Tuesday, January 17, 2012

Islands Apart

To start this column, I first wrote, “Having never taught on an island...,” and that did not seem completely right. I thought for a moment and suddenly it dawned that my first teaching job was actually on an island. Apparently, the fact that it was an island with more than 20 bridges and countless car and rail tunnels linking it to the mainland, and a population of several million people confused me briefly. Manhattan’s George Washington High School, where I student taught before working as a long term substitute, sits high on a hill at the corner of 192nd Street and Audubon Avenue, overlooking the Harlem River and the Bronx. In 1776, the British chased General Washington’s army from nearby Fort Washington across the Hudson to New Jersey a rout that later led to the Battle of Trenton and eventually to that famous ferrying of his army across the Delaware.

In 1982 most of the 2000 students were either first or second generation Americans from the Dominican Republic. I could buy sweet milky Cuban coffee in any of eight bodegas between the subway exit and the metal-detector bedecked school entrance. In the school’s heyday luminaries like Maria Callas and Henry Kissinger earned their diplomas there. By my time there a general malaise, probably due to decades of fiscal neglect, prevailed. Historic WPA murals damaged in riots during the 60s and 70s faced their rooms with scarred faces. When I started my student teaching in late winter, the school had recently run out of lined paper and none would be provided again until September.

That a piece of historic American art marred by urban strife could be ignored for decades because of a lack of funding, or that a pre-computer age high school could run out of paper in the biggest city in America calls into sharp relief the differences between these islands and their schools. Here at NHCS, events like Spirit Week build the ties that bind us, connect the elementary children with the older kids, the teachers to students they may not have in class, teachers to other teachers, and all of us to the ideal of community education. We had no such goals on that larger island; keeping the kids off the streets sometimes seemed our sole objective and we felt as if we accomplished something when our pupils showed up.

As Spirit Week, an almost entirely student-organized series of events, unfolded last month, I marveled at the way children encouraged one another through creative, athletic, nourishing, even silly exercises. T-shirt painting and an egg-drop competition allowed us all to stretch our creativity a little; a hungie-gungie lunch provided delicious comfort food; a relay race gave the basketball geniuses a chance to showboat and the rest of us to be supported for our, at least in my case, somewhat less than stellar attempts.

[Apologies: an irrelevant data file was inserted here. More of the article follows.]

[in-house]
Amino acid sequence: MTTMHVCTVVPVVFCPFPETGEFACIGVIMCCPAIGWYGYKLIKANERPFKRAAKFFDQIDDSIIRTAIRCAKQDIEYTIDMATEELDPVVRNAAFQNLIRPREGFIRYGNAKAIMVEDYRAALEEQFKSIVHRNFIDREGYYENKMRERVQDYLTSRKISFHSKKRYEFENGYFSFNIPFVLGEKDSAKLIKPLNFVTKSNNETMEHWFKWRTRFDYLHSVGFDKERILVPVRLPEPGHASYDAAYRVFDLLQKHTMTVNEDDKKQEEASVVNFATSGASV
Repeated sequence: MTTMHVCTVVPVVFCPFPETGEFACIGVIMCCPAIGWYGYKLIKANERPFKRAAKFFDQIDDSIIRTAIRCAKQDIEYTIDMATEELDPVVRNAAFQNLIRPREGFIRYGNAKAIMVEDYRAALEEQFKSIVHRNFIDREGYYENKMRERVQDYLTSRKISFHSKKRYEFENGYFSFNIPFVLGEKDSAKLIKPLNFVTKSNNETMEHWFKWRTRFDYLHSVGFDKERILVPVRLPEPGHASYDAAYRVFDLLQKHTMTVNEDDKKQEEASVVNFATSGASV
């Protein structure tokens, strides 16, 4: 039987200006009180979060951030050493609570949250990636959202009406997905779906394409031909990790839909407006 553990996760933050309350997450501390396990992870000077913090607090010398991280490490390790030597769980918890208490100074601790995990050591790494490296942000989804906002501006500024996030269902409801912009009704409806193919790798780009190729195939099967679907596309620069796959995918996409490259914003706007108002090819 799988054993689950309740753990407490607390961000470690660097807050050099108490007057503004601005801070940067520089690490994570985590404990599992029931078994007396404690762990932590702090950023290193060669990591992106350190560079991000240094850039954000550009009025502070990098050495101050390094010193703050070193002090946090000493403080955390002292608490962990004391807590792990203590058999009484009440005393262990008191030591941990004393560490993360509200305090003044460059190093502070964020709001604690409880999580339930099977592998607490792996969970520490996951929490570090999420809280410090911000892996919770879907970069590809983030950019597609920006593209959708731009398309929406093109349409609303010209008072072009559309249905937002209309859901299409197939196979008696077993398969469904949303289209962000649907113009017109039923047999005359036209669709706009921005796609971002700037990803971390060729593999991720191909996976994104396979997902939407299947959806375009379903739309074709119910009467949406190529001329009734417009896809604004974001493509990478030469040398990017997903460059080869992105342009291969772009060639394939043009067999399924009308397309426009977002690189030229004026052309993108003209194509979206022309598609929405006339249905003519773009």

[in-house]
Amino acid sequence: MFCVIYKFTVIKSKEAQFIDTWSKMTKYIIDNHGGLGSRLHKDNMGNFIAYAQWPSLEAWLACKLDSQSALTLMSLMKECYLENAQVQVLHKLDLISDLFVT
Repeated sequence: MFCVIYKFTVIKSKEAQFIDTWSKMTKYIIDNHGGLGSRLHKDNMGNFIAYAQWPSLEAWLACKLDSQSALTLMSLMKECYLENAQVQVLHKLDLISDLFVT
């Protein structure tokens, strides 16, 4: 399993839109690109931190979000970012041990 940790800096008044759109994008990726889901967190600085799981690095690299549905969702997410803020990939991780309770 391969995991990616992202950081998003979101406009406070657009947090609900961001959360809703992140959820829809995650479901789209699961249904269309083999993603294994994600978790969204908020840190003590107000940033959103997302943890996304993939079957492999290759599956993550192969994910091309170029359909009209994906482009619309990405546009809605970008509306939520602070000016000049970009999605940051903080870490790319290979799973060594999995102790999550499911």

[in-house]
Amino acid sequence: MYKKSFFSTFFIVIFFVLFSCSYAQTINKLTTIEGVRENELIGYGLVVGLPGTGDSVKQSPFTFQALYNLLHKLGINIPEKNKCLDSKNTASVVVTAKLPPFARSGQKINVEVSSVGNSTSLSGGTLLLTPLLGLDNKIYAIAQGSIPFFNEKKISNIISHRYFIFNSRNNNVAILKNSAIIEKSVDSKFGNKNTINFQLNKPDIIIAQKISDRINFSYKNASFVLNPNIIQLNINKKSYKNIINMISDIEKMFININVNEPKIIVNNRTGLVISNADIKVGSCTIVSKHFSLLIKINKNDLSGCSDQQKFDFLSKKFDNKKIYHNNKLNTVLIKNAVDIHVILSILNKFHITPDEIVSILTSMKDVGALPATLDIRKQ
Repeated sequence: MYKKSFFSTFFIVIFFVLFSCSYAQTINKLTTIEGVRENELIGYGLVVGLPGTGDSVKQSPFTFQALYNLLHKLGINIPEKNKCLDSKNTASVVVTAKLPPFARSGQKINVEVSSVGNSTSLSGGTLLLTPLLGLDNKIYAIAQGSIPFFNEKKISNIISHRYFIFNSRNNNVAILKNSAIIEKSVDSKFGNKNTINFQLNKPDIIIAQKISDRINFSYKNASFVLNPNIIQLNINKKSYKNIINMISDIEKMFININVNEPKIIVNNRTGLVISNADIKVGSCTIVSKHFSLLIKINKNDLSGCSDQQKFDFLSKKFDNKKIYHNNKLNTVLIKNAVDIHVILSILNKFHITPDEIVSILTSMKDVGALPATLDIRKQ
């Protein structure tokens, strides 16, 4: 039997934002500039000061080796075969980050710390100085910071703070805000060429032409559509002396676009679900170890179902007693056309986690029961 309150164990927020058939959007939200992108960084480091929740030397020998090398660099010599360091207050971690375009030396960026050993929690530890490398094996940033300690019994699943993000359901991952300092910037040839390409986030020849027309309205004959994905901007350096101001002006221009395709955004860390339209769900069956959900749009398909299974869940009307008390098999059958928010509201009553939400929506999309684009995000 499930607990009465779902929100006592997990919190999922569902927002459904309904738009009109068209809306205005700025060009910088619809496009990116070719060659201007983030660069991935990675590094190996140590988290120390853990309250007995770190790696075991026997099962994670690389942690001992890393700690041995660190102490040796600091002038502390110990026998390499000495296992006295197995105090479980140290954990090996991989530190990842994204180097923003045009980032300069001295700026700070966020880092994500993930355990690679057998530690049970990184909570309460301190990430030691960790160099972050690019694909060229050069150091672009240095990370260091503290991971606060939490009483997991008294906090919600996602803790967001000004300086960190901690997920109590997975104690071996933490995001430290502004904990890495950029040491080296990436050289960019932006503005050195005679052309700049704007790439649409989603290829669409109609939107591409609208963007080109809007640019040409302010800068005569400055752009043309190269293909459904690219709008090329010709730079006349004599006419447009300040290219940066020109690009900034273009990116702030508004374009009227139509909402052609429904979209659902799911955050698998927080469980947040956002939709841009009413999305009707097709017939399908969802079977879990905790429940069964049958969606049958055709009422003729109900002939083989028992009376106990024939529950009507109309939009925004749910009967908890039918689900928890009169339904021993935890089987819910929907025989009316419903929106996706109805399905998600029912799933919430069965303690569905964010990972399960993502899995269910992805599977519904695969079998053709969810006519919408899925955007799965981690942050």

According to NHCS Student Council President Leta Hallowell, Spirit Week coincidentally bumped up against the school’s traditional Gingerbread House Competition. In an apparently dependable part of this tradition, the faculty’s tropical-themed gingerbread house failed to prevail. This is just one sweet occasion created by Librarian Kate Quinn. Neither my last island school nor any school since has employed anyone in the role Kate has created at this school. As most readers must know, Kate delivers a tray of treats to both the faculty and the high school every Thursday. I will remember one of these concoctions, replete with butter, poppy seeds, and just the right amount of jam, as Heaven in a Cookie.

This month we had a mini-Spirit Week with some impromptu Homecoming events to mark the first home basketball games set to commence Friday the 13th. Meatball submarine sandwiches Thursday and basketball shooting contests and a round of Captain’s Coming--a nautical and more sophisticated version of Simon Says on Friday put the whole school in the mood to support our teams in Friday’s games.

True to its reputation, Friday the 13th proved less than lucky for the Hawks as lousy roads in the Bar Harbor area kept Acadia Christian closed and their basketball players leashed. When the home season finally began Monday, the standing-room only crowd saw our young teams demonstrate enviable tenacity and heart against Jackman’s strong, mature Forest Hills teams. Though the visitors won both the boys’ and girls’ games, North Haven spectators could see the teams offer up grace, speed, elegance and sportsmanship.

As freshman Hawk Megan Goodell played the national anthem on her flute to open the game Monday, I could not help but think of the tens of thousands of high school players and spectators hearing that song throughout the country. As I listened, I thanked whatever invisible workings of the universe allow North Haven Community School to offer its unique environment and education to its children, and embody community so thoroughly.

(This column was also submitted to the North Haven News.)

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